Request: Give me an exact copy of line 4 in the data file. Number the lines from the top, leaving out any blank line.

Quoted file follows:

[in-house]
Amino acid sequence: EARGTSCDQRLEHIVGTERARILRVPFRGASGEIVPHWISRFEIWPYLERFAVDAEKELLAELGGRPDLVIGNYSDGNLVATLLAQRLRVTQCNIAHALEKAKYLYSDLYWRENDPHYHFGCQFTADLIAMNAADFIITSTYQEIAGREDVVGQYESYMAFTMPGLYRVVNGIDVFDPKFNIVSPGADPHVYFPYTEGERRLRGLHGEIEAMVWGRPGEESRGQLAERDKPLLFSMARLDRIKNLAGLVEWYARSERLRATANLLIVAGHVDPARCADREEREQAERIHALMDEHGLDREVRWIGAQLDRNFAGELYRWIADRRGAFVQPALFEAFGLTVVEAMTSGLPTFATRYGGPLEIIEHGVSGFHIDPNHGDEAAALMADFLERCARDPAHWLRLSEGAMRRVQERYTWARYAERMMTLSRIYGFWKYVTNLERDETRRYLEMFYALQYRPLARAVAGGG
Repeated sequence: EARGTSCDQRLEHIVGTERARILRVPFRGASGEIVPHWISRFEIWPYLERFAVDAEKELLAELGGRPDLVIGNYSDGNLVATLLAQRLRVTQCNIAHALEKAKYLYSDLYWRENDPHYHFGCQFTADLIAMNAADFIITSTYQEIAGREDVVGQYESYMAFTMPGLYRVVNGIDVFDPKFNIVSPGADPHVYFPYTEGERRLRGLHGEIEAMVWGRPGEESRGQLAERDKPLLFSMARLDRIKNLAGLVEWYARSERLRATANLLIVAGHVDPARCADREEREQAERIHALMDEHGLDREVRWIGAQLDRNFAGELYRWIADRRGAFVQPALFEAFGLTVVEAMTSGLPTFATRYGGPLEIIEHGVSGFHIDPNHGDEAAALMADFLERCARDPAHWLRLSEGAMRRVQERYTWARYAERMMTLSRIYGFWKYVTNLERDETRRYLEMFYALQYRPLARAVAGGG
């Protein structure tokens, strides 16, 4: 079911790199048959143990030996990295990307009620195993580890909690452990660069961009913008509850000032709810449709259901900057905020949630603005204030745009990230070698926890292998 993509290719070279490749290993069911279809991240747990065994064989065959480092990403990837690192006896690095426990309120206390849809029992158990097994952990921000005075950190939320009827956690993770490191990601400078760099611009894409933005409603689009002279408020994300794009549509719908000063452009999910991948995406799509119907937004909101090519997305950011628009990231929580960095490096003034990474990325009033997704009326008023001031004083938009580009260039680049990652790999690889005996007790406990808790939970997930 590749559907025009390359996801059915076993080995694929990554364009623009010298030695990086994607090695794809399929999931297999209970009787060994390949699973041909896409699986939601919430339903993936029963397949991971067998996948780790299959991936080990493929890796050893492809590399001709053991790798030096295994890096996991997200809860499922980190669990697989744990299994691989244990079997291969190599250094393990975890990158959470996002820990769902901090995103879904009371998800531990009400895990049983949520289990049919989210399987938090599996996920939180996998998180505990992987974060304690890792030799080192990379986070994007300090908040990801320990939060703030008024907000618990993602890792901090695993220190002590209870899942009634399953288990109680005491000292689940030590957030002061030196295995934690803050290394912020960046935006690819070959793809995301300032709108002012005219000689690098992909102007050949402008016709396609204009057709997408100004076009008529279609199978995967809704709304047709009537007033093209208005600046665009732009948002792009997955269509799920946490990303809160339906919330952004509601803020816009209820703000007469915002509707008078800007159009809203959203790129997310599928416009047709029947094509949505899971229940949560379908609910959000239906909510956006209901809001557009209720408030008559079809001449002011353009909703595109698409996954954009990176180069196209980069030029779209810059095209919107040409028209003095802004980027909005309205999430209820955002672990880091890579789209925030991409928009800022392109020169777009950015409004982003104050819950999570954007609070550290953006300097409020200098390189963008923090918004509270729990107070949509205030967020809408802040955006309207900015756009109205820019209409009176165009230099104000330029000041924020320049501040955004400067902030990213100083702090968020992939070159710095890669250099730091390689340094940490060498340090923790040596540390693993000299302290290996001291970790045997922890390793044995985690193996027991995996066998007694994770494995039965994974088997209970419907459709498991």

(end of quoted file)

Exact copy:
């Protein structure tokens, strides 16, 4: 079911790199048959143990030996990295990307009620195993580890909690452990660069961009913008509850000032709810449709259901900057905020949630603005204030745009990230070698926890292998 993509290719070279490749290993069911279809991240747990065994064989065959480092990403990837690192006896690095426990309120206390849809029992158990097994952990921000005075950190939320009827956690993770490191990601400078760099611009894409933005409603689009002279408020994300794009549509719908000063452009999910991948995406799509119907937004909101090519997305950011628009990231929580960095490096003034990474990325009033997704009326008023001031004083938009580009260039680049990652790999690889005996007790406990808790939970997930 590749559907025009390359996801059915076993080995694929990554364009623009010298030695990086994607090695794809399929999931297999209970009787060994390949699973041909896409699986939601919430339903993936029963397949991971067998996948780790299959991936080990493929890796050893492809590399001709053991790798030096295994890096996991997200809860499922980190669990697989744990299994691989244990079997291969190599250094393990975890990158959470996002820990769902901090995103879904009371998800531990009400895990049983949520289990049919989210399987938090599996996920939180996998998180505990992987974060304690890792030799080192990379986070994007300090908040990801320990939060703030008024907000618990993602890792901090695993220190002590209870899942009634399953288990109680005491000292689940030590957030002061030196295995934690803050290394912020960046935006690819070959793809995301300032709108002012005219000689690098992909102007050949402008016709396609204009057709997408100004076009008529279609199978995967809704709304047709009537007033093209208005600046665009732009948002792009997955269509799920946490990303809160339906919330952004509601803020816009209820703000007469915002509707008078800007159009809203959203790129997310599928416009047709029947094509949505899971229940949560379908609910959000239906909510956006209901809001557009209720408030008559079809001449002011353009909703595109698409996954954009990176180069196209980069030029779209810059095209919107040409028209003095802004980027909005309205999430209820955002672990880091890579789209925030991409928009800022392109020169777009950015409004982003104050819950999570954007609070550290953006300097409020200098390189963008923090918004509270729990107070949509205030967020809408802040955006309207900015756009109205820019209409009176165009230099104000330029000041924020320049501040955004400067902030990213100083702090968020992939070159710095890669250099730091390689340094940490060498340090923790040596540390693993000299302290290996001291970790045997922890390793044995985690193996027991995996066998007694994770494995039965994974088997209970419907459709498991």